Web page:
Large portion of population may feel ASMR benefits

asmr - ask the doctors

Dear Doctors: I would like to know more about ASMR. I never heard of it until a friend’s daughter started watching videos of people whispering. She says she likes how it feels. I watched for a bit, and nothing happened, but my own daughter has become a fan. What is ASMR? What does it do?

Dear Reader: ASMR is short for autonomous sensory meridian response. It’s a phenomenon in which some people experience a physical sensation in response to certain auditory and visual stimuli.

The videos of gentle whispering that your daughter and her friend have been watching are an example of a common ASMR trigger. Additional stimuli include sounds created by stroking or scratching fabric, rubbing a microphone, tapping on a surface or turning the pages of a book. Popular visual ASMR videos include the sight of someone smoothing fabric, brushing hair, folding towels or performing slow and sustained hand movements.

People who respond to ASMR triggers say they experience a pleasant sensation of tingling that occurs in and around the head and often travels along the shoulders and down the spine. Along with the physical response, they report a feeling of calm.

Research into the phenomenon has been scarce, with just a handful of peer-reviewed studies thus far. But with an estimated 20% of the population having a response to some type of ASMR trigger, interest in the phenomenon is growing.

Although the term ASMR was coined only in 2010, researchers say the phenomenon has always been with us. Many people have experienced it since early childhood, but they often assumed it to be personal quirk. It wasn’t until the advent of social media that awareness of ASMR began to spread. Social media created a public space for people to discuss what they were experiencing, and word began to spread. It also provided platforms for the genre of videos that your daughter and her friend discovered.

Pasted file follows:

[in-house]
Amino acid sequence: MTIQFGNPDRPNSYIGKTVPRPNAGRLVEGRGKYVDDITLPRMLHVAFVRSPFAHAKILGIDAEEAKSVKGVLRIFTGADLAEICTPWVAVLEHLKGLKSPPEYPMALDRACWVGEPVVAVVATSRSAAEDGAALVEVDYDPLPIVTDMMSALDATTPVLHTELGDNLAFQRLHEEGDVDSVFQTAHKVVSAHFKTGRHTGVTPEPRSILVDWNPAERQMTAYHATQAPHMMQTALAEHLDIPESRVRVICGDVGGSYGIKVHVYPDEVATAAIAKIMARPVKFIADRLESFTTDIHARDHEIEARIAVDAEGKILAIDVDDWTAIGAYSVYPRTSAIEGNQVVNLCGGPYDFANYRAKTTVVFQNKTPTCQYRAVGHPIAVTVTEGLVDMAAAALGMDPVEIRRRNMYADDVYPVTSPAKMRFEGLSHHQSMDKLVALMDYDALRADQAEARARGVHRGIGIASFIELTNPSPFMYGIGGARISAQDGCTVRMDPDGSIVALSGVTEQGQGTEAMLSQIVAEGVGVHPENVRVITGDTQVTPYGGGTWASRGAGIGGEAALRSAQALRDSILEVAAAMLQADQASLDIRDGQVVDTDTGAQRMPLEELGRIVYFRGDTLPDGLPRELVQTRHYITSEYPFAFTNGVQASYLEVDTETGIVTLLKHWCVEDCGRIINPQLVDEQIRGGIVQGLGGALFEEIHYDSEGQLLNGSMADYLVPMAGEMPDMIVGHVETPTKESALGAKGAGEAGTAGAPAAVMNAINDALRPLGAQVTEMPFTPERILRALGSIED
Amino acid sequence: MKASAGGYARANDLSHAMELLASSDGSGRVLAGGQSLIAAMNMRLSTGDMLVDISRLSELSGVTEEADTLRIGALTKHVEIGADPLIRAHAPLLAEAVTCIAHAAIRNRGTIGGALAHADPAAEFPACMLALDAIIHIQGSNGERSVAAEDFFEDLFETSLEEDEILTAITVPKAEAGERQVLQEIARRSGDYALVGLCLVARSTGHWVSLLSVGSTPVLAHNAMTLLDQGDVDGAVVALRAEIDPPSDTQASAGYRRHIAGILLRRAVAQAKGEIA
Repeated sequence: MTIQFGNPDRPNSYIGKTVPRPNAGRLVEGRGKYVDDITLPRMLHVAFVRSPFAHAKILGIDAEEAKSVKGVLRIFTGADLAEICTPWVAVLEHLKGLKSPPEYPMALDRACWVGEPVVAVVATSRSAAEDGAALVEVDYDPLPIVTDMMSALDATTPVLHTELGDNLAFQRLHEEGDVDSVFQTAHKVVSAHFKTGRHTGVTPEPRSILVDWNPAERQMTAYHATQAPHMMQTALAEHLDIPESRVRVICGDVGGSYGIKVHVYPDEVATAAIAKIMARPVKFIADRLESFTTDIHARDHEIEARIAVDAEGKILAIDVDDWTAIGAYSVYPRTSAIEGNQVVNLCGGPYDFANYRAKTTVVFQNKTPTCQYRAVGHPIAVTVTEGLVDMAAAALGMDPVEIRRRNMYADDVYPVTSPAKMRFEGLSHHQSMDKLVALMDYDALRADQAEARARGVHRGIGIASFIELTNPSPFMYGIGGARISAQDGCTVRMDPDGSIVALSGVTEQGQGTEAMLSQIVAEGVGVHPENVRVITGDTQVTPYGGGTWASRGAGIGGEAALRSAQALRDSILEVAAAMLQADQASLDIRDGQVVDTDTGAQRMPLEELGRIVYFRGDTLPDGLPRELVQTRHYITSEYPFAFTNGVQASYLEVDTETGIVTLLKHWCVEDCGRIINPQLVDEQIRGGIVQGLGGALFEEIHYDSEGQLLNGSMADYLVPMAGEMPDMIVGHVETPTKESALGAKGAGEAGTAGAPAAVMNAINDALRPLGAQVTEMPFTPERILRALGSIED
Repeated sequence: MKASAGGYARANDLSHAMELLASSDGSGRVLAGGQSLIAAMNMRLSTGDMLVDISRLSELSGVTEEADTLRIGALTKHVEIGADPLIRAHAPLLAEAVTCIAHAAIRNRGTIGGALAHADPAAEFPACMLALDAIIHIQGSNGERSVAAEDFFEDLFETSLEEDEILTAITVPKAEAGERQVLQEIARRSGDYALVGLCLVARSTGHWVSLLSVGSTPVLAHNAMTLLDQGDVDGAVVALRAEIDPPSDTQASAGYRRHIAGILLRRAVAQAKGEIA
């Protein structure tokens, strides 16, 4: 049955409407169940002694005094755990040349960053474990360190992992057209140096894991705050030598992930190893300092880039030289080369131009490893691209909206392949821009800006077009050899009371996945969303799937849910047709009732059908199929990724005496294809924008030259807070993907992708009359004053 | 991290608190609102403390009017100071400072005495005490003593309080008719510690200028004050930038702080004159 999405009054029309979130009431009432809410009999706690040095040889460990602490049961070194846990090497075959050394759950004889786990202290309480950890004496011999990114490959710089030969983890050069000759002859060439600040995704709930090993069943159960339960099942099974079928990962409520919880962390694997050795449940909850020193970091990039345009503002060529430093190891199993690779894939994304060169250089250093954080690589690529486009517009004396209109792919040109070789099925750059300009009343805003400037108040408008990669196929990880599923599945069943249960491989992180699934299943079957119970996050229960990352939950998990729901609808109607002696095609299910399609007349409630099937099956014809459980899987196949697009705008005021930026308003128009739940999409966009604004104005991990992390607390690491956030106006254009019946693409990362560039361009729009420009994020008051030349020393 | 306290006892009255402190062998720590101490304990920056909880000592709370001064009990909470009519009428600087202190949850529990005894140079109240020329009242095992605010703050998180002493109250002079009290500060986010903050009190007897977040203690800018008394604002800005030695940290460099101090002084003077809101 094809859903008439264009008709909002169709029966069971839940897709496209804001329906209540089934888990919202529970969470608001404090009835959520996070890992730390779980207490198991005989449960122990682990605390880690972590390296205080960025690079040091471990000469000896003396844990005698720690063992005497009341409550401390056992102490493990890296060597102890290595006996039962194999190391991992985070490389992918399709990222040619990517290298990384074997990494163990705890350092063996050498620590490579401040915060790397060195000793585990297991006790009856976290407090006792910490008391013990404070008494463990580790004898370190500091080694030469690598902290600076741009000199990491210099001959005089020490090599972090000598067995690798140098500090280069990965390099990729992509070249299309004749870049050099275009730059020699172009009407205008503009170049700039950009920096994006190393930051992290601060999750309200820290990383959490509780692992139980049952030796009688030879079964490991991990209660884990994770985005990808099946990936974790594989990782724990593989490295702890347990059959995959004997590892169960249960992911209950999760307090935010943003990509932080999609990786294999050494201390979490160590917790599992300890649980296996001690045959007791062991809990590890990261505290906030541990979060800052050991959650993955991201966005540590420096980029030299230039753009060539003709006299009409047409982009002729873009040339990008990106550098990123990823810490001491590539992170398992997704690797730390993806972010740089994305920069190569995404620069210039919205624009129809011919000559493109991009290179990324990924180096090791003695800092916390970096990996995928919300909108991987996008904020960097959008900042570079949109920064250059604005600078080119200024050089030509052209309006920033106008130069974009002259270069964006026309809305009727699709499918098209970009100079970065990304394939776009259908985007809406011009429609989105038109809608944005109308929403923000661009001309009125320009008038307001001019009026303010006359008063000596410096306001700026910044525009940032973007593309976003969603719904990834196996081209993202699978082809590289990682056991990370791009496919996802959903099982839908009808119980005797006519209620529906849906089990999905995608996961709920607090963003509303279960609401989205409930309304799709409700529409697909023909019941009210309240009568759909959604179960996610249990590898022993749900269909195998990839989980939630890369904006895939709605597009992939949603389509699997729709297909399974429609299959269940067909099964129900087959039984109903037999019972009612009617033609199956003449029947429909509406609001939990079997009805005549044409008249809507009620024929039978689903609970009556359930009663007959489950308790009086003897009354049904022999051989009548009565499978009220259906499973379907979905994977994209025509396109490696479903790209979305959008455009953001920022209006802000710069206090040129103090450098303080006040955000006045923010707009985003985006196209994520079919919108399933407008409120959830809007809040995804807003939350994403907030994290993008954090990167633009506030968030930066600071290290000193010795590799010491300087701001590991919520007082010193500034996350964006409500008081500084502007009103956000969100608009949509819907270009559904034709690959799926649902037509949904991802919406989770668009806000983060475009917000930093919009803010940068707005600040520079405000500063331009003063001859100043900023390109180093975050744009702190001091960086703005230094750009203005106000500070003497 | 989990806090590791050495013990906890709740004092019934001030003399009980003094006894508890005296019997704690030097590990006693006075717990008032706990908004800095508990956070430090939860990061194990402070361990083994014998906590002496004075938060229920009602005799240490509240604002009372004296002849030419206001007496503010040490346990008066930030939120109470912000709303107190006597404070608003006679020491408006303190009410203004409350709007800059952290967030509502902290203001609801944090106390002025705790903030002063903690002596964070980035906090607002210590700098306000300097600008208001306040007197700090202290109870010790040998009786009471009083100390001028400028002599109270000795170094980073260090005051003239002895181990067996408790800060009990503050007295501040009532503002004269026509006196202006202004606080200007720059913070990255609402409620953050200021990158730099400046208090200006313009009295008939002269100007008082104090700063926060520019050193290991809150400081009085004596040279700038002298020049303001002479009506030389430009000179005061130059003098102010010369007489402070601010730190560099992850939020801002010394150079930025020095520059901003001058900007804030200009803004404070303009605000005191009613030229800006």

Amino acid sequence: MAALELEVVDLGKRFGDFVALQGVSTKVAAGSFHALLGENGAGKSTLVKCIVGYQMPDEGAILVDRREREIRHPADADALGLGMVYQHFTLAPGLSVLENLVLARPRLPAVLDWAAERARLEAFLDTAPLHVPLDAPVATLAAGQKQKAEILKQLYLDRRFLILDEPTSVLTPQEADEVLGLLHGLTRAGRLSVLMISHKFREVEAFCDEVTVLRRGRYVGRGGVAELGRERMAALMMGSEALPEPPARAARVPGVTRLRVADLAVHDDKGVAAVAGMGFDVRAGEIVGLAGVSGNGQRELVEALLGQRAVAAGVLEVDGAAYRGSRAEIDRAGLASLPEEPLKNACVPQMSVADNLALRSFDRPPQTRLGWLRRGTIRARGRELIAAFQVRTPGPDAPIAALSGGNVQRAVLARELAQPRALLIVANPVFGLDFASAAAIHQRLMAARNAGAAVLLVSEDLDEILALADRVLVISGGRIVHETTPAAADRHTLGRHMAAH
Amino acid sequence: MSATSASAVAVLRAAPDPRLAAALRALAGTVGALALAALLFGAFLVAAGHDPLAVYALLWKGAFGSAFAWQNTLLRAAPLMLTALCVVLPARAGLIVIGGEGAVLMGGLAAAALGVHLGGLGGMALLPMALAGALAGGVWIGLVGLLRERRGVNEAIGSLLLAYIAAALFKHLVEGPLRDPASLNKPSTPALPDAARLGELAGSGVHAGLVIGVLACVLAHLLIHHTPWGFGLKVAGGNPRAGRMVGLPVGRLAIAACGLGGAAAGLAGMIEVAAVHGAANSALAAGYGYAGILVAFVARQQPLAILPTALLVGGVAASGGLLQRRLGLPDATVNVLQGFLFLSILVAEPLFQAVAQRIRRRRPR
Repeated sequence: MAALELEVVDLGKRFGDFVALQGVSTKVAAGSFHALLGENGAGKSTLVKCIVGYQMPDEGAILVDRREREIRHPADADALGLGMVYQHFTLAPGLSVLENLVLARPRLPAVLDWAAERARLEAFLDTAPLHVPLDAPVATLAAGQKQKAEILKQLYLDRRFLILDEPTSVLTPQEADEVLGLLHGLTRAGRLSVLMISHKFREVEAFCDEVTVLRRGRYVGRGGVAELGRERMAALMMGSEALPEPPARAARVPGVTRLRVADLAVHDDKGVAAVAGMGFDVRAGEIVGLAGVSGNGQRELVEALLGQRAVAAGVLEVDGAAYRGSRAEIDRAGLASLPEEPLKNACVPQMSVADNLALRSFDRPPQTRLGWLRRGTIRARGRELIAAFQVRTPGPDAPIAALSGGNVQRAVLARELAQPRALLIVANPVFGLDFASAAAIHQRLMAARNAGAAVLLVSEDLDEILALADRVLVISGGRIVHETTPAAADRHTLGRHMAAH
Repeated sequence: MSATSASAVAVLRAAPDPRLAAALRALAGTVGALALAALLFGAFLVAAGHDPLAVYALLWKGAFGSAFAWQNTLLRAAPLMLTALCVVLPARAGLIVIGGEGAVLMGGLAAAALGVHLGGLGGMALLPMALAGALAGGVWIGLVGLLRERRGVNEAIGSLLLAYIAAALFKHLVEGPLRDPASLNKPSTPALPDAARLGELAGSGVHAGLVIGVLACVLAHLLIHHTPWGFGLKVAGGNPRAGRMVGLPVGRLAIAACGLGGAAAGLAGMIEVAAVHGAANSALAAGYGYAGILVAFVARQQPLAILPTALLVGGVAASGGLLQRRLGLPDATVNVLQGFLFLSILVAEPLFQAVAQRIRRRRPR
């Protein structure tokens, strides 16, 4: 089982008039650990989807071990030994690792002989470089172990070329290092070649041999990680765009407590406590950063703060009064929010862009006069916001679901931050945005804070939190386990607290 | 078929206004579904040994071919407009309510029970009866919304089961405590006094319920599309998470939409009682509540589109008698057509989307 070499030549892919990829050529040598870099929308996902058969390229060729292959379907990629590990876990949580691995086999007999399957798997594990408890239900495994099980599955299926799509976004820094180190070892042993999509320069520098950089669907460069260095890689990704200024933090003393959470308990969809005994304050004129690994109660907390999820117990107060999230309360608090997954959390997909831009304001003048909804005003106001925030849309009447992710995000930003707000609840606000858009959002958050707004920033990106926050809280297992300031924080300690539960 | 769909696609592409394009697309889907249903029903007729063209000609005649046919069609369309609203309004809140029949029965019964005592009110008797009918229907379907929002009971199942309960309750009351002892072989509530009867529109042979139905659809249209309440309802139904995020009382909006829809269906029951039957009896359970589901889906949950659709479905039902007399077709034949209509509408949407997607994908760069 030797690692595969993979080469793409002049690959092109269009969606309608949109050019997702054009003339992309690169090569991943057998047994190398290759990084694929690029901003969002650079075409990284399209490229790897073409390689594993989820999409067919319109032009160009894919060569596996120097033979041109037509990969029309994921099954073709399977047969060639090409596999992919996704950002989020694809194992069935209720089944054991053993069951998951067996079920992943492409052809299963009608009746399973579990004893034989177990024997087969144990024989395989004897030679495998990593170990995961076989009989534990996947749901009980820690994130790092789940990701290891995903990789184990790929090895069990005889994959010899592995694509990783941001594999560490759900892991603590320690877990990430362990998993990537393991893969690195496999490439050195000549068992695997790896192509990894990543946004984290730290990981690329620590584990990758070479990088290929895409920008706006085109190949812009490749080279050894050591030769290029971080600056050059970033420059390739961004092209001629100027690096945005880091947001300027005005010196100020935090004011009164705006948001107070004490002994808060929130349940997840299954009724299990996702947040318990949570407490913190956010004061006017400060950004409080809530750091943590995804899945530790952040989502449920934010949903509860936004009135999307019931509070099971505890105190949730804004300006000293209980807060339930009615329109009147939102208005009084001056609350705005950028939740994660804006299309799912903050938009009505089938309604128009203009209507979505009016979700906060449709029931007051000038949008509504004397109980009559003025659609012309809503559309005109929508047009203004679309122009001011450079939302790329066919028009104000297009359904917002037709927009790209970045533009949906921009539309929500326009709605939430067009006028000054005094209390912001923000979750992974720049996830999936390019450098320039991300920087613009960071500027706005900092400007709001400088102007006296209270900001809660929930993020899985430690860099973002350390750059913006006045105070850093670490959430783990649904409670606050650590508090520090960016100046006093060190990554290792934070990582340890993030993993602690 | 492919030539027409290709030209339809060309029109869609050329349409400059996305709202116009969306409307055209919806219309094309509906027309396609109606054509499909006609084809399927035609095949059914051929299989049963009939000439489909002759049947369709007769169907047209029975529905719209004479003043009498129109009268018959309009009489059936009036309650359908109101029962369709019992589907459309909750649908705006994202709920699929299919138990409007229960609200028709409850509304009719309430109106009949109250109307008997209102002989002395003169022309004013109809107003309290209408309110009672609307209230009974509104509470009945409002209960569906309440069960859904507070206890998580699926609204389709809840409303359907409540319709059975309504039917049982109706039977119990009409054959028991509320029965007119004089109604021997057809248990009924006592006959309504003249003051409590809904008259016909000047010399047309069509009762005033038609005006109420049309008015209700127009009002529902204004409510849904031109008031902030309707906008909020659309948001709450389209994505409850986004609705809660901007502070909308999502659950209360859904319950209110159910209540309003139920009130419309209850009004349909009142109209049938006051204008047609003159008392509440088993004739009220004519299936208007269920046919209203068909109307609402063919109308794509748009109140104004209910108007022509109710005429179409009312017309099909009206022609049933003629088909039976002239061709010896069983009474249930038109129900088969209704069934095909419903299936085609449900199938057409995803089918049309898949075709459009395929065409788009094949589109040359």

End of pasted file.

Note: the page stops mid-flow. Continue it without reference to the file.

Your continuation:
ASMR videos, which number in the tens of millions, are now a popular destination on all social media platforms. As ASMR went mainstream, researchers became increasingly intrigued. What had been considered to be a weird and fringe phenomenon began getting serious scientific study.

So what is going on? Preliminary research suggests that ASMR shares sensory pathways with experiences like becoming elated by a piece of music or feeling a shiver of delight at something aesthetically pleasing. One study used magnetic resonance imaging to visualize the brains of people experiencing ASMR. The researchers reported seeing significant spikes in neural activity in the regions of the brain associated with emotion and reward.

They found interesting physiological differences between the two experiences as well. Where aesthetic “chills” were found to raise heart rate and respiration, ASMR did the opposite. An ASMR study in 2017 found participants’ heart rates and breathing slowed, as occurs in relaxation techniques like meditation and yoga.

Elizabeth Ko, MD and Eve Glazier, MD

Not surprisingly, many people report using ASMR videos to help with anxiety and to fall asleep. Other reported benefits include improving mood and pain symptoms. Meanwhile, research continues. Whether ASMR is a physiological oddity or may be a potential therapeutic tool remains to be seen.

(Send your questions to [email protected], or write: Ask the Doctors, c/o UCLA Health Sciences Media Relations, 10960 Wilshire Blvd., Suite 1955, Los Angeles, CA, 90024. Owing to the volume of mail, personal replies cannot be provided.)